of an individual.
His victims families never got to say their goodbyes. The justice system has
showed more compassion towards him, than he did for the victims and thier
families. Actions are stronger than words. May all the families have some
All I see is a man who we know murder 2 people and how over the past 25 years
we've wasted money on this guy--how much $ did the state pay to keep this guy
alive--execution should have been a long time ago
RLG has had more rights than his victims. His victims didn't get to reach out
and touch their families before they were murdered.
The condemned man's extended family is still innocent and suffering and grieving
because of the events.It does cost more to execute. If
there is no such thing as forgiveness we are all doomed.
Nice article. So often the family of the inmate gets overlooked and forgotten,
but they are also victims. I for one am glad they have had a chance to say
goodbye, and to be able to touch one another. Im glad God is the final judge in
all of this. What RLG did was reprehensible, but so were all the terrible things
that happened to him when he was a little boy. How different life might have
been, both for him and for his victims, if someone along the way had found a way
to touch this little boy, and later young man, in a positive way, to teach him a
better way to live. Best wishes to Ronnie Lee's family, and to the families of
his victims. There are no winners here.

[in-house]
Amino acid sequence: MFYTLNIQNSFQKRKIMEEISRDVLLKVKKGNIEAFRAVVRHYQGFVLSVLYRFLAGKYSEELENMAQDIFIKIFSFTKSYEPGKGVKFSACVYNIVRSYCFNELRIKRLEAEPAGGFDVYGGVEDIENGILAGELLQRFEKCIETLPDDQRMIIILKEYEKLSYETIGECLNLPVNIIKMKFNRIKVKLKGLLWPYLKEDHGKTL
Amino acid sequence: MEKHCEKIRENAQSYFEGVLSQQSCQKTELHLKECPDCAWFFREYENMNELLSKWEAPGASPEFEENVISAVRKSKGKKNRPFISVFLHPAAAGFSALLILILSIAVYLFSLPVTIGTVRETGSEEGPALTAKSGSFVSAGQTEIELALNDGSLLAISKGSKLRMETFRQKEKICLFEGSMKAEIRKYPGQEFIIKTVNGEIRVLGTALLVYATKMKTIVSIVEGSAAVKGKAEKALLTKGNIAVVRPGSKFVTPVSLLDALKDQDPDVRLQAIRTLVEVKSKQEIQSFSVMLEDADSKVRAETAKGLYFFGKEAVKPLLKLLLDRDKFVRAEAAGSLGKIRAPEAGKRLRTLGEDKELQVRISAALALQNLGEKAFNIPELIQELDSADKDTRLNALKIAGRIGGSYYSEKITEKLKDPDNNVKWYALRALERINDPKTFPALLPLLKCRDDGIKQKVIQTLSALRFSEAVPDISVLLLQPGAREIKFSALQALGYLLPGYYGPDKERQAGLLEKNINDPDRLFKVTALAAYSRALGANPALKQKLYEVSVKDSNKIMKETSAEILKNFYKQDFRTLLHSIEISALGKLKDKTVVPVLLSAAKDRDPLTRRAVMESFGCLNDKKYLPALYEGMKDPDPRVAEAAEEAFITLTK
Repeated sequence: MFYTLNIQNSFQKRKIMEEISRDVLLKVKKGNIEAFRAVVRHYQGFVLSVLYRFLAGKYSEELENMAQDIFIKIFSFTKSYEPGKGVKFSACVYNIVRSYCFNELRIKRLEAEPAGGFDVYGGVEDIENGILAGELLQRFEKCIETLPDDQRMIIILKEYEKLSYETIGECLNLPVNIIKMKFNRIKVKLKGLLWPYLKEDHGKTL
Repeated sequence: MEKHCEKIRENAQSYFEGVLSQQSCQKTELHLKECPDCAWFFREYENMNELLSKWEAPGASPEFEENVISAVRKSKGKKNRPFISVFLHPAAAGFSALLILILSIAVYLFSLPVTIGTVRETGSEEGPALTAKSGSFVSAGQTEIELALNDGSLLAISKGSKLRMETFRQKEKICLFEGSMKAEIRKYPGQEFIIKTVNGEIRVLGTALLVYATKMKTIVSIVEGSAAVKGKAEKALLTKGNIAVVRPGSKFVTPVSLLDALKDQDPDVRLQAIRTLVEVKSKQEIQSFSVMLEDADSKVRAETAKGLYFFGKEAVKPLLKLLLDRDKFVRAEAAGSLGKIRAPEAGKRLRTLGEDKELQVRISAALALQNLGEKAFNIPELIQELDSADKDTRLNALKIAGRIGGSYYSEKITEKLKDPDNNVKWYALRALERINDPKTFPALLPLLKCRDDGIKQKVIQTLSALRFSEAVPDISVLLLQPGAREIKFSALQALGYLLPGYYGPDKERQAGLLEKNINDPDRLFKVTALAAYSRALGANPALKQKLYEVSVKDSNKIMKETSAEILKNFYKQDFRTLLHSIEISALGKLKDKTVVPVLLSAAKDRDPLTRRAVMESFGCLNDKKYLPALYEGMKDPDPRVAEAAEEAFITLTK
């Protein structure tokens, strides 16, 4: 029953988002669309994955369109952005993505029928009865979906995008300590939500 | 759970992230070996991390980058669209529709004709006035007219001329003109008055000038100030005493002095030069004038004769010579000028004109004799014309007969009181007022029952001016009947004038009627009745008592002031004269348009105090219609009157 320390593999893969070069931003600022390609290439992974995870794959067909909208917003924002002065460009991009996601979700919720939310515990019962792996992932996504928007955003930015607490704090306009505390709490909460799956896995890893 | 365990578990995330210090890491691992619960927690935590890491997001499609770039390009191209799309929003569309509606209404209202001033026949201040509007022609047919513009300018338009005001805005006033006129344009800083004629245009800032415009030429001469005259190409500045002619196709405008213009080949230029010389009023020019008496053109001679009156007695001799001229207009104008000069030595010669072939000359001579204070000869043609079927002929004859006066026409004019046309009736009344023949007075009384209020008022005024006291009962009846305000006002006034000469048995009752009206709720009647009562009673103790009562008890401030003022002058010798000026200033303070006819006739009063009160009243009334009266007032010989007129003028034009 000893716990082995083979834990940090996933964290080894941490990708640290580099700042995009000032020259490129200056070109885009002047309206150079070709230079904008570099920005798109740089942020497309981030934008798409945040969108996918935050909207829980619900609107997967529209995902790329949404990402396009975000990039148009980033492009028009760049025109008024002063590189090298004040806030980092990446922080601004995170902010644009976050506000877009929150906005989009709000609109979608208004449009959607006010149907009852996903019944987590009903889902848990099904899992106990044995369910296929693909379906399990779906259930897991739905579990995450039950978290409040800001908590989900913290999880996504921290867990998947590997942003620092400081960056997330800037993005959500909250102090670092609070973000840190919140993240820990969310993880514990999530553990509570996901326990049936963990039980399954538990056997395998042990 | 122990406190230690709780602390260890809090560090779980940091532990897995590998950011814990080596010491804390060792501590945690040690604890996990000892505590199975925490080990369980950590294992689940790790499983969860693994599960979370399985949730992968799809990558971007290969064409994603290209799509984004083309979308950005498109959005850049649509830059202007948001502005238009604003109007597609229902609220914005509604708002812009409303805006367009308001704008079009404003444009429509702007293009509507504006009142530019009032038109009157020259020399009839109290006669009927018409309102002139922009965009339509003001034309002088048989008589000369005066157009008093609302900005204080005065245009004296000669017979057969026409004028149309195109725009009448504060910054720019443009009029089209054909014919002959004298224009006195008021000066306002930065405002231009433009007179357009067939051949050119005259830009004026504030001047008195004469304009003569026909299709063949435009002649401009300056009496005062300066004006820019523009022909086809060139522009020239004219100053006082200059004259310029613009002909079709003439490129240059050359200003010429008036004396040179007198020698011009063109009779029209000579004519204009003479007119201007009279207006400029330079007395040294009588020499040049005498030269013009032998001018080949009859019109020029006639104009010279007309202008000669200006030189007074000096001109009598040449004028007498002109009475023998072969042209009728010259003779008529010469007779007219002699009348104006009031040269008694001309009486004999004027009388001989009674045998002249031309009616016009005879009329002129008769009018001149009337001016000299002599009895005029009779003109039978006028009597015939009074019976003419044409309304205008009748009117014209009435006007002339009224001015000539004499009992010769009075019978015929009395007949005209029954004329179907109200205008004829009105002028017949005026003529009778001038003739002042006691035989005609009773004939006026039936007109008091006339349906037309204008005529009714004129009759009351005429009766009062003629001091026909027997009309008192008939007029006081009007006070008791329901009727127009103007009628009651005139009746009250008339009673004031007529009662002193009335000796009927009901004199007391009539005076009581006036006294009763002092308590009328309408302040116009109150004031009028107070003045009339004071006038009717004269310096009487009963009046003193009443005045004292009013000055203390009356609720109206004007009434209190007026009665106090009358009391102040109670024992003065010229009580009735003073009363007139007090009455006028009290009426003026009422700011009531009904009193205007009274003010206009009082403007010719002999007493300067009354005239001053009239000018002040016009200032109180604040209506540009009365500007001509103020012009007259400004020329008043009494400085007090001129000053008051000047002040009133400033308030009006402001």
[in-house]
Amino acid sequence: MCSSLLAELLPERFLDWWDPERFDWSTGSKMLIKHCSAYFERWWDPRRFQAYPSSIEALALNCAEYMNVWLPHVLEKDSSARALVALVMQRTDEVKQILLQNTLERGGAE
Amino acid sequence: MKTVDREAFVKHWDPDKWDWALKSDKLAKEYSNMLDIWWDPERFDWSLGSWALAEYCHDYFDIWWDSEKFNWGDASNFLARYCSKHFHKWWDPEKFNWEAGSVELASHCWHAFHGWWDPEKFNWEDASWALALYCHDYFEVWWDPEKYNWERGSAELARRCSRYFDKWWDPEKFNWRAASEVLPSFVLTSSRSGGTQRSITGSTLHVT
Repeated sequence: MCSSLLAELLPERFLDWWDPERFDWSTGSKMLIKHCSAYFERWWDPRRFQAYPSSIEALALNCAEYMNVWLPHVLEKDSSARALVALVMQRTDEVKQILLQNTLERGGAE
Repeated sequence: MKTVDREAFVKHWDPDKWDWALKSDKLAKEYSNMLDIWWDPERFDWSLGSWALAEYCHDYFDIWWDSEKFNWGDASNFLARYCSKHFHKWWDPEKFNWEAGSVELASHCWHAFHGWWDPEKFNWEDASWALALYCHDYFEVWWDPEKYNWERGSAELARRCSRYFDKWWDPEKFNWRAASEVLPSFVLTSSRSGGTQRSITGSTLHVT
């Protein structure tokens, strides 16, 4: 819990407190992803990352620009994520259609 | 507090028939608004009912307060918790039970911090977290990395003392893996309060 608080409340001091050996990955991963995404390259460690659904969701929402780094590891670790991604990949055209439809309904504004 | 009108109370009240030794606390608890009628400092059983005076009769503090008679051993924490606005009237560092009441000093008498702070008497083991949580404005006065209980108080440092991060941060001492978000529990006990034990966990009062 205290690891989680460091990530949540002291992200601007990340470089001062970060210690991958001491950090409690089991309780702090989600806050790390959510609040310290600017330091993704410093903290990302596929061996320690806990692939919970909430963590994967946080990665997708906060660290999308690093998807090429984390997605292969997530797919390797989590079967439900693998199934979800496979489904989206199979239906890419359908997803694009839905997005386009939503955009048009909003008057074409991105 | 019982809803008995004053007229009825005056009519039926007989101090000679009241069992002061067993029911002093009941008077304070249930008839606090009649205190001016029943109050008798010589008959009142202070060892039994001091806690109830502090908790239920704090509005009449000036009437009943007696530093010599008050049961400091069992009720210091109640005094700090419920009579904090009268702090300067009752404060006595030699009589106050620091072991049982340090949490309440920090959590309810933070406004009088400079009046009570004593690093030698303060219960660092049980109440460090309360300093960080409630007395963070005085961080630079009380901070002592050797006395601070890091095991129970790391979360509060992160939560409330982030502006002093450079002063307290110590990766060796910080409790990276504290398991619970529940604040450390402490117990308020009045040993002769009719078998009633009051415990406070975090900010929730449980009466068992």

For those that think capital punishment is murder, I refer you to Genesis where
God himself says if a man sheds blood then by man shall his blood be shed...Thou shalt no kill has been misinterpreted, it should say thou shalt not
murder...Jesus Christ himself said that not one jot or tittle of the
law will pass until all things have been fulfilled.The Almighty also
made it clear in Genesis that for the life blood of all creatures he will demand
an accounting... So read your Bible and quit taking things out of context.
For those that think capital punishment is barbaric or un-Christian, I refer you
to Genesis where God says to Noah that any many that sheds blood shall have his
blood shed by man. Jesus Christ never once mentioned capital punishment in the
How in the world is the death of Ronnie Lee Gardner "justice"? His death didn't
bring back those he killed - it only added more unnecessary blood to that which
was already spilled. The death of a person should never bring another any form
of satisfaction, and I'm sure the families of Ronnie's victims aren't going to
sleep any better now that he's dead than they did while he was alive. Of course, all of these events were set into motion by Ronnie's decision to
kill 25 years ago, but there is no justice in ending an other life...
To Baguaman, Christ came to fulfill the law, doing away with the shedding of
blood as a sacrifice on the altars, as had been done since the days of Moses,
and long before, since the time of Adam, as a foreshadowing of the sacrifice of
the Savior. However, that is not the same as capital punishment. I am not
particularly in favor of it, and I think Gardner's execution is a sad thing. But
it closes this chapter of the lives of everyone involved, and hopefully they can
all go on and move forward now, and try to find ways to help other boys, and
girls too, to avoid the pitfalls that Ronnie Lee fell into. Perhaps the organic
farm he and his brother dreamed and planned can come to fruition and be the
instrument of change for some youth who are going astray. I truly hope so.
To people whose reading of the Bible stopped at the book of Genesis, I suggest
you keep reading before you comment further. You can start in the 5th chapter of
Matthew, and ask yourself what Jesus meant when he expressly rejected the "eye